The pictures in that video would have looked exotic to me at one time but they no longer do, as such scenes can still be seen. Someone else says:
I’m tired of the confidence, the guys who act as if the wind is at their backs, all of which cloaks the true effort involved. Let’s stop pretending that this is easy. Let’s confess that writing is hard, teaching is hard, and striking a balance between the two is the hardest of all. Let’s talk about how hard it is to get a piece published in one of the top journals in our field. Let’s talk about how much harder it all is when our universities increase our teaching loads, put us on “furlough” (i.e., cut our pay), or rescind the $325 they had promised to help us fly to a conference. Let’s talk about how hard it is to do all this when you’re single, or when your partner lives 1200 miles away, or when you’re in an unhappy relationship.
Instead of trying to be Federer (2004-09), let’s emulate someone like Rafael Nadal instead — he sweats profusely, he grunts and sneers and has that whole superstitious routine before each point (tugs at his underwear, tucks his hair behind his ears), and you see him strain for every single ball. You might marvel at what he can do, but you’re never tricked into thinking he’s not working for it. Let’s call what we do WORK, and let’s stop wearing white monogrammed dinner jackets when we do it.
I had a job at a place where everyone was the monogrammed type Feminéma discusses here and they were irritating people, in part because they weren’t even that good. I am perhaps somewhat eccentric in my feeling that all the discussions of how difficult academic work is that I have heard in my life are an intimidation tactic, a way of gatekeeping. I do not think it is the work itself that is hard, I think it is the working conditions that make it hard. One of these working conditions involves having to listen to warnings about how hard it is and so on, and how you need to feel that it is hard.
The roof man wants me to trim trees I cannot reach even on a ladder. I said all right, I guess it is time for me to invest in one of those clippers on a pole. He said I had better hire an arborist. I asked the yard man his opinion. He said the roof man’s meaning in telling me to hire an arborist was that I could not do that job as a woman. I think a lot of the discussions about how hard we need to realize academic work is are about that — it is supposed to be too hard for us, we are supposed to perceive it as hard, because we are women.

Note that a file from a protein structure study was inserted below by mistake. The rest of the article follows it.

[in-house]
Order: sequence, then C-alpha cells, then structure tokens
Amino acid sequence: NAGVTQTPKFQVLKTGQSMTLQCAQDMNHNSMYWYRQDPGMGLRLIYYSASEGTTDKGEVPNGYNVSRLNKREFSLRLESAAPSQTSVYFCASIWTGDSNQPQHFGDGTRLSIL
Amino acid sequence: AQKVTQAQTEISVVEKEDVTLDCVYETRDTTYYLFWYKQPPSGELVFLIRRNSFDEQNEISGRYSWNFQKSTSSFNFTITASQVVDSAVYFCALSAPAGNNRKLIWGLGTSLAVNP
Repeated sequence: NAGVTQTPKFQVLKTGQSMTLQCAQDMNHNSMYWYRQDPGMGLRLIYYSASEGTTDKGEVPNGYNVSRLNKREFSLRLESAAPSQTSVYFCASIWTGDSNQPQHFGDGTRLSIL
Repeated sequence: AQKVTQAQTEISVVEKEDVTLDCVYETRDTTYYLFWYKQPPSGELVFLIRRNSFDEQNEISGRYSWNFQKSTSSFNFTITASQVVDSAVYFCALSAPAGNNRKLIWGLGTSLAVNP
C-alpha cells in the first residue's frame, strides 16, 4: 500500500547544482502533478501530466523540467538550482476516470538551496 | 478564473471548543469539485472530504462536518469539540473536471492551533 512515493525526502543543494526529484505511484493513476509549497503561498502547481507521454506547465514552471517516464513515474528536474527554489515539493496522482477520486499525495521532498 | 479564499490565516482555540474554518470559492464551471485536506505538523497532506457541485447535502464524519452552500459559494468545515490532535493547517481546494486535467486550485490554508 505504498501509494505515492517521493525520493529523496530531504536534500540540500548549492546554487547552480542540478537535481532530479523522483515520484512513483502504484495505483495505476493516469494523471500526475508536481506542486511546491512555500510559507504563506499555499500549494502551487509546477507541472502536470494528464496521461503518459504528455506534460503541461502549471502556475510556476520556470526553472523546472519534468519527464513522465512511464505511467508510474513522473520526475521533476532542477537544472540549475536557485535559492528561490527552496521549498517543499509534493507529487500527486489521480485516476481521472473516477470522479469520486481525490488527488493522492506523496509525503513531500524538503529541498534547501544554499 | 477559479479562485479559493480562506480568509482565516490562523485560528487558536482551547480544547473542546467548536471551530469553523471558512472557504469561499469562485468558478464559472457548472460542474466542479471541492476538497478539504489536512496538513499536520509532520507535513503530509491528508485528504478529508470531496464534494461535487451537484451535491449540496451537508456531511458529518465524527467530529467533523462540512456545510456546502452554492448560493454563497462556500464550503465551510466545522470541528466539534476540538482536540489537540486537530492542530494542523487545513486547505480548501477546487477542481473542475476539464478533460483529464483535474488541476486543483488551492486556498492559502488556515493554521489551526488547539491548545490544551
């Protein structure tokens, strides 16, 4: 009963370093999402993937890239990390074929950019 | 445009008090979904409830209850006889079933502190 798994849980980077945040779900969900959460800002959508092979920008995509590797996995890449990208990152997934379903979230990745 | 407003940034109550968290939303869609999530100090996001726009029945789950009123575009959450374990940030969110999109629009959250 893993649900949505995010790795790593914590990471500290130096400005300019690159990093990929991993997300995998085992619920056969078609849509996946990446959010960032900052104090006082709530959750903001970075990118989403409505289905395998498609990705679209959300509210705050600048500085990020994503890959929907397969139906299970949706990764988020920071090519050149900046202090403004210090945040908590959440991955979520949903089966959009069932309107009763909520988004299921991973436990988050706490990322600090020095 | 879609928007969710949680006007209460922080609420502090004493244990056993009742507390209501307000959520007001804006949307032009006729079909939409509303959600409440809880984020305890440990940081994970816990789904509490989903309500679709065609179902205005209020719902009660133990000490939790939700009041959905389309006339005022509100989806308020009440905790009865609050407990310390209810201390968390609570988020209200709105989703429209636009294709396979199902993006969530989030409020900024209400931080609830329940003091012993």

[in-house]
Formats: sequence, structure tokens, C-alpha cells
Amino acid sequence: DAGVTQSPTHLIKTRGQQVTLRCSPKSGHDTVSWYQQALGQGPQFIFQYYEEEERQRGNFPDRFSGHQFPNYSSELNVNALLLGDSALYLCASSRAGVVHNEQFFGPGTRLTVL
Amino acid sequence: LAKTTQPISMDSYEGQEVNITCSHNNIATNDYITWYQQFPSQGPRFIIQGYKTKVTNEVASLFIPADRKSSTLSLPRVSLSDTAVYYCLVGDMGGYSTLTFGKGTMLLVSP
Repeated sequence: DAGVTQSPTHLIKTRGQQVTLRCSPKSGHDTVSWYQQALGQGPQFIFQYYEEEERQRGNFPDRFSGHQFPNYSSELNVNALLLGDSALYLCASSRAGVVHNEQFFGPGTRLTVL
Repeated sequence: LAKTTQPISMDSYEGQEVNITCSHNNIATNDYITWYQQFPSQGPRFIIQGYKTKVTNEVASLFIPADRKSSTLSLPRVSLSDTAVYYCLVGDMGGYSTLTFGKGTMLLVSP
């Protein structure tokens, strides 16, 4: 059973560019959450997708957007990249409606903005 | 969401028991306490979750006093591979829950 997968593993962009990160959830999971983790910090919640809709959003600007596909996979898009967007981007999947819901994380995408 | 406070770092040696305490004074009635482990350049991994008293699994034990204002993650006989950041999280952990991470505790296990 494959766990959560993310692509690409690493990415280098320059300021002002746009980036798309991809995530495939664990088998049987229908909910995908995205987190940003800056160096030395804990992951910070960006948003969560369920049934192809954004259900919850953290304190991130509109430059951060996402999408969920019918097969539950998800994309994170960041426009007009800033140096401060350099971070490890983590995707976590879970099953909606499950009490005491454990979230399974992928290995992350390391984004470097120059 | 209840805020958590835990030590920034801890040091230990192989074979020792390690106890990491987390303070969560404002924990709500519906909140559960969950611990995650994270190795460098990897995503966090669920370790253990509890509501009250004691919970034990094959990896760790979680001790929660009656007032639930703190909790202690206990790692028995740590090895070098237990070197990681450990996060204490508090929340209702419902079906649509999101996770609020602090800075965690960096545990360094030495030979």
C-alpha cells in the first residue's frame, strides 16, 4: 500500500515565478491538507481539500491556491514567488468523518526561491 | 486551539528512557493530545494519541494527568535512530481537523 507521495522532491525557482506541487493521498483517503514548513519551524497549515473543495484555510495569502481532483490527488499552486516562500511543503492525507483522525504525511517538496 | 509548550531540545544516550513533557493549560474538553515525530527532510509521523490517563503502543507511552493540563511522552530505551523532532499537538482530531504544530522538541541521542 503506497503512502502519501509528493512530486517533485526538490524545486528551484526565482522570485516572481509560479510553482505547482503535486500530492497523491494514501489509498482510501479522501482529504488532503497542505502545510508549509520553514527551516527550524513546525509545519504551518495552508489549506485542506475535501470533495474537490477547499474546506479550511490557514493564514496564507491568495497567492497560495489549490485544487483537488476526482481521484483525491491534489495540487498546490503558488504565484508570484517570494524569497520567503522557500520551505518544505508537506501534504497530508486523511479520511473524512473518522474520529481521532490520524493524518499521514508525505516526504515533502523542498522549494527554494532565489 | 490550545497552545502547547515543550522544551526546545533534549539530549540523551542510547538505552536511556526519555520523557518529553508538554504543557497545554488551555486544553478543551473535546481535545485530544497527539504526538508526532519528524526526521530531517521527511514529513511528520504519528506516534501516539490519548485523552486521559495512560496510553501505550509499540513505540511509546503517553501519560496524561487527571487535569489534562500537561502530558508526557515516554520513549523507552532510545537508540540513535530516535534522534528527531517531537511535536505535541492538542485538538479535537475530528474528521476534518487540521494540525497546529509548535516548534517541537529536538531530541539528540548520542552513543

The difficulty is not the work, it is dealing with the obstruction and the negative work atmospheres. Let us compare, for instance, the conditions of our new assistant professor and our new instructor.
INSTRUCTOR: Local M.A., local network of family and friends, no research or service responsibilities, access to well established, serious hobbies based in this area that ze enjoys. $33K + benefits, for 4-5 courses that are always versions of the same 4 or 5 courses, 3 day a week teaching schedule, ability to earn overtime through evening and summer teaching, is forgiven for putting everything on autograde, testing from a commercial test bank, and never assigning any kind of writing.
ASSISTANT PROFESSOR: Nationally or internationally competitive Ph.D., moved here from far away, not familiar with area, heavy research and service responsibilities, library has not acquired any books in hir field in this century. $44K + benefits, for 3-4 courses that are always new and different, and require serious preparation, 5 day a week teaching schedule, not well advised to take on extra teaching, will have teaching criticized if puts everything on autograde, tests from a commercial test bank, or does not assign writing.
I would say that is hard, yes.